Thursday, October 16, 2008

October General Open Quiz - Report

Set and conducted by: Apoorva Dubey and Akhil
Flavour: General
Participation: ~40 teams

Results:
1st: (B) Vibhendu Tiwari + Nikhil Motlag + J. Ramanand (draft): 140
2nd: (E) Salil Bijur + Yash Tamaskar + Yash Marathe (draft): 105
Jt. 3rd: (C) Suraj Menon + Arnold D'Souza + Kaustubh Bhat (draft): 55
Jt. 3rd: (F) Tushar Kaul + Shiv Anant Tayal + Anand Sivashankar (draft): 55
5th: (D) Suvajit Chakraborty + Aditya Gadre + Roshith Mohan (draft): 50

6th: (A) Gautam + Ramprakash + Sudarshan Shidore (draft): 30

~50 questions in IR; some "free hit" questions; Elims cutoff: top 6: 9, draft: 8; I couldn't record the elims scores

Report
This quiz had the toughest elimination round I can ever recall having attempted. We were lucky to squeeze in as draft picks, with those who didn't losing out on the proverbial hair's breadth. This resulted in a very new (and some would say, fresh) lineup on stage.

Many of the questions in both the finals and elims were good. In fact, some were excellent. However, these were somewhat obscured because several of the remaining questions could have been better framed, or had too many elements to provide. I am not sure if it happened only to us, but we were a little disoriented in the elims! In addition, the coverage of topics was fairly western-centric; however, that is preferable to artificially including topics that don't interest the quiz masters. That said, there were more questions on literature and art than other routine BCQC quizzes. I also liked the science questions.

There was a lot of new things to be learnt in this quiz and that made it worthwhile for me. What did you think? Use the comments to let us know.

10 comments:

Salil said...

I didnt mind the content being Western-centric because of the morning India quiz. :-)

Questions were good, but there were a few where the connects were rather vague. Overall, I didnt find the quiz boring or too tiring so had a great time!

akhilbasha said...

One of the quizmasters responding here:

Ramanand's analysis of how the quiz turned out seems to mirror my own impression pretty closely. I think in many places we had good material that needed to be framed better to make the questions more accessible.(Eg. the 'Hendrix' one). I am always worried about making it too easy, and I guess I overcompensated and ended up making the questions a little too obscure. Who knew quizzing could be such a tightrope walk!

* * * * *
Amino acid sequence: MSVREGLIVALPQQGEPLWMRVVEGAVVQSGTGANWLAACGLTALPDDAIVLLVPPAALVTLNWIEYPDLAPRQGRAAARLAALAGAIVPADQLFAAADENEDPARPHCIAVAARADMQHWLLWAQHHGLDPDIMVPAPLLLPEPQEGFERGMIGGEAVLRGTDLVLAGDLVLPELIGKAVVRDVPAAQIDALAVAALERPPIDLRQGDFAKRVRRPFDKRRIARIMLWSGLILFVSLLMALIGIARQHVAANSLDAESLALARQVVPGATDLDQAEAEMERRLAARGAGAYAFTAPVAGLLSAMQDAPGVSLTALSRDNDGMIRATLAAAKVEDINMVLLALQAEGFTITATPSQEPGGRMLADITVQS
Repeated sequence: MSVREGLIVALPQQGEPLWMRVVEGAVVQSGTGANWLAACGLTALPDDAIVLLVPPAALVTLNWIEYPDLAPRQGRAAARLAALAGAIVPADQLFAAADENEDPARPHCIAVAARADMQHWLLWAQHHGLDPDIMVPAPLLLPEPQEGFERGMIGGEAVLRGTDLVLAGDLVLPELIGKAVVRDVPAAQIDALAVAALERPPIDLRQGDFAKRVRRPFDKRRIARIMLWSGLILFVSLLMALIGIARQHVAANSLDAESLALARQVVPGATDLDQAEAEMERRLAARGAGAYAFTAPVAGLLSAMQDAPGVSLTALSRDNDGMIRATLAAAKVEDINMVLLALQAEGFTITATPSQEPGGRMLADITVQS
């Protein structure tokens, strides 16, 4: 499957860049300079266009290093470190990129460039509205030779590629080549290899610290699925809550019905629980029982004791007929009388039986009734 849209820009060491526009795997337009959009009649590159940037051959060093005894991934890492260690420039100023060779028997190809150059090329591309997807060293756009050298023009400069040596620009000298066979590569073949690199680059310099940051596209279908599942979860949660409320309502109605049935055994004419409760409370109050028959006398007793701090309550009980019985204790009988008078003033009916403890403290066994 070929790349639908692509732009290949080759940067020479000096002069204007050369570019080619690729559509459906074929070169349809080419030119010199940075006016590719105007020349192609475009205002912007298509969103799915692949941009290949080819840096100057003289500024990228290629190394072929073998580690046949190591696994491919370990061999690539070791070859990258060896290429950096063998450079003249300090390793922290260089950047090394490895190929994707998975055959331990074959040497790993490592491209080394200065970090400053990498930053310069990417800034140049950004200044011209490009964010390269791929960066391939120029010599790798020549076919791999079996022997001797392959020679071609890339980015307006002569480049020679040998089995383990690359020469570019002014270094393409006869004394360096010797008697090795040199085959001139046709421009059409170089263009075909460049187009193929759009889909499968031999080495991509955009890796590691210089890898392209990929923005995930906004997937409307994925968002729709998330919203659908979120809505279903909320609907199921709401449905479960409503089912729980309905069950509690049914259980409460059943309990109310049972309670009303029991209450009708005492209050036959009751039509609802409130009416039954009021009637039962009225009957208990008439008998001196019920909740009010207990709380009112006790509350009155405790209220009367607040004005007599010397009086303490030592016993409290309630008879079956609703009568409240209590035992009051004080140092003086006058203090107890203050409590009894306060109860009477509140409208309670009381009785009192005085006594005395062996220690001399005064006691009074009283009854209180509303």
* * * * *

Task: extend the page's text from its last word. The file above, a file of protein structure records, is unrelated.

As far as the connects go, I actually thought almost all of them were cracked (except the John Steinbeck one, which maybe needed to have just one of those clues as the question itself and the Old DD serials one, for which I accept full responsibility :-) )

Let's see what the others think...

Akhil

Ramanand said...

Akhil: It is a tough balance to strike. I thought you had managed to do it perfectly in your last quiz (the one for the schools).

BTW, was also curious to know the thinking behind the Free Hits, because I didn't quite understand what it was meant to serve. Oh, btw, some of the audience qns were terrific.

akhilbasha said...

Ramanand : I think we tried to skew easier for the college quiz we did last year. For this one, I actually removed information from many questions that I thought would make them giveaways.

The 'free hits' were supposed to reward good guesses. (If you keep guessing, there's a chance you might get to another question similar to it, and score more). It was ironic that I think apart from your team, no one got their free hits. My reasoning was that by applying the same logic as for the previous question, one should have a good chance of getting the question. (That's why Truman Illusion followed the Make My Day Law, Bruce Springsteen was followed by Nirvana etc). It was in the end, a fun diversion, not supposed to be a structural change like the infinite bounce or the scaling system you introduced in your morning quiz.

Again, the audience questions were what we thought would be simple (or well known)for the teams themselves.I hope you can see a theme emerging here! We erred in most cases, I think, on the tougher side. A little course correction should be helpful for future quizzes.

I hope to be around in Pune for a year atleast, so will see if I can set it right with a more accessible quiz :-)

Apurva said...

We tried hard to ensure two things in most of the questions: